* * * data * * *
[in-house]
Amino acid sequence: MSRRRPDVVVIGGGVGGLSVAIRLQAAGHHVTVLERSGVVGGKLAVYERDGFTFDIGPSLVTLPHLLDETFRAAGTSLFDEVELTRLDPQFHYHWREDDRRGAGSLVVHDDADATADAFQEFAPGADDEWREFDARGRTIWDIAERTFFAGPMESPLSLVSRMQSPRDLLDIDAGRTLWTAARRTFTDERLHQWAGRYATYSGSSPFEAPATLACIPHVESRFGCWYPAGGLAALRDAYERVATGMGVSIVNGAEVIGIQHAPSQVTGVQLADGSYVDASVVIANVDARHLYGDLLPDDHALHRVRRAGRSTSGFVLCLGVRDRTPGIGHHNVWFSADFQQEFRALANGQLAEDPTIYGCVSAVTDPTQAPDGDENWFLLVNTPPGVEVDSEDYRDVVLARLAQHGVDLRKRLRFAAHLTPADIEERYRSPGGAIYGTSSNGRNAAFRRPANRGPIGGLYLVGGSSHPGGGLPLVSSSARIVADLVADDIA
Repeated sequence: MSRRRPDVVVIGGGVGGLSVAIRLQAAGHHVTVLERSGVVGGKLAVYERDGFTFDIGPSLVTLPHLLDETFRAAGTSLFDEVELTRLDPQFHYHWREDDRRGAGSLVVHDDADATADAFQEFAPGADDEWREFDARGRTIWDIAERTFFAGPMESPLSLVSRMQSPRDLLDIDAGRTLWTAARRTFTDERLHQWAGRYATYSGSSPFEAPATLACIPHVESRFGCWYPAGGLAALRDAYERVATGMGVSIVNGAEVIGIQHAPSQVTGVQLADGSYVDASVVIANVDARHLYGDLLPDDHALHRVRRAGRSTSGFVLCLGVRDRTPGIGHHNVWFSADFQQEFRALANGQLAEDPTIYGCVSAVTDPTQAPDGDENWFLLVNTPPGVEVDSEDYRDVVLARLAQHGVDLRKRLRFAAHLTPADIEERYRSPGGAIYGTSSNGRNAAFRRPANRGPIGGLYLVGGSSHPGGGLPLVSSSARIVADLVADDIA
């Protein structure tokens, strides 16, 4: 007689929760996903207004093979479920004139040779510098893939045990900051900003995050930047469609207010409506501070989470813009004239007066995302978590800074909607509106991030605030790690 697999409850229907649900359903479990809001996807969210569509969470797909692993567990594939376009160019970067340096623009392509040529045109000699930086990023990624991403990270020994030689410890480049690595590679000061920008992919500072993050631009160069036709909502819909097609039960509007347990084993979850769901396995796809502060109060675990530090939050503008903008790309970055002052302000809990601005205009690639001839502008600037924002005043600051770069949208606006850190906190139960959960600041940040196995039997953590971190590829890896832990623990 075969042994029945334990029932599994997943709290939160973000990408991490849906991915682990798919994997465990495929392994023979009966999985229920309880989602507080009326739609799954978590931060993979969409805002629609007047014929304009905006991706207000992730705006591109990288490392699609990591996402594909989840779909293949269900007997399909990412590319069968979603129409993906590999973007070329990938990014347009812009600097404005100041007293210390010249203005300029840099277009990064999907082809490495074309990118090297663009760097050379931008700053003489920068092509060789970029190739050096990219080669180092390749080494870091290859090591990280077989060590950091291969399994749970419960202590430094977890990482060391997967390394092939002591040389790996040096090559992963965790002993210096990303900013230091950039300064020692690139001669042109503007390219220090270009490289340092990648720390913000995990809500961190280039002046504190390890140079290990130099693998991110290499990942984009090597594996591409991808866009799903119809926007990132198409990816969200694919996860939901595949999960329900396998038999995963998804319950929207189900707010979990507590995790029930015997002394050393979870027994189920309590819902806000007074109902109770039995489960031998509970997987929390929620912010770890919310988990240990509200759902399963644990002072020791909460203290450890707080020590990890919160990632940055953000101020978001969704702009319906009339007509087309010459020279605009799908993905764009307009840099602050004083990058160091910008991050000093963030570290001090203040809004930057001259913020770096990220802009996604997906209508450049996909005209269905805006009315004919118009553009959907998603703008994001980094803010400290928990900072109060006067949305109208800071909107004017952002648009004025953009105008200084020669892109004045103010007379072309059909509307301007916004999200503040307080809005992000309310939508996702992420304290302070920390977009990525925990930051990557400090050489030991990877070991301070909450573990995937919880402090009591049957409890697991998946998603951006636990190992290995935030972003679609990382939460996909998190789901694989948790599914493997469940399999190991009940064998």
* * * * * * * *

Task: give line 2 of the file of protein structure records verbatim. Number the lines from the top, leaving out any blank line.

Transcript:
Amino acid sequence: MSRRRPDVVVIGGGVGGLSVAIRLQAAGHHVTVLERSGVVGGKLAVYERDGFTFDIGPSLVTLPHLLDETFRAAGTSLFDEVELTRLDPQFHYHWREDDRRGAGSLVVHDDADATADAFQEFAPGADDEWREFDARGRTIWDIAERTFFAGPMESPLSLVSRMQSPRDLLDIDAGRTLWTAARRTFTDERLHQWAGRYATYSGSSPFEAPATLACIPHVESRFGCWYPAGGLAALRDAYERVATGMGVSIVNGAEVIGIQHAPSQVTGVQLADGSYVDASVVIANVDARHLYGDLLPDDHALHRVRRAGRSTSGFVLCLGVRDRTPGIGHHNVWFSADFQQEFRALANGQLAEDPTIYGCVSAVTDPTQAPDGDENWFLLVNTPPGVEVDSEDYRDVVLARLAQHGVDLRKRLRFAAHLTPADIEERYRSPGGAIYGTSSNGRNAAFRRPANRGPIGGLYLVGGSSHPGGGLPLVSSSARIVADLVADDIA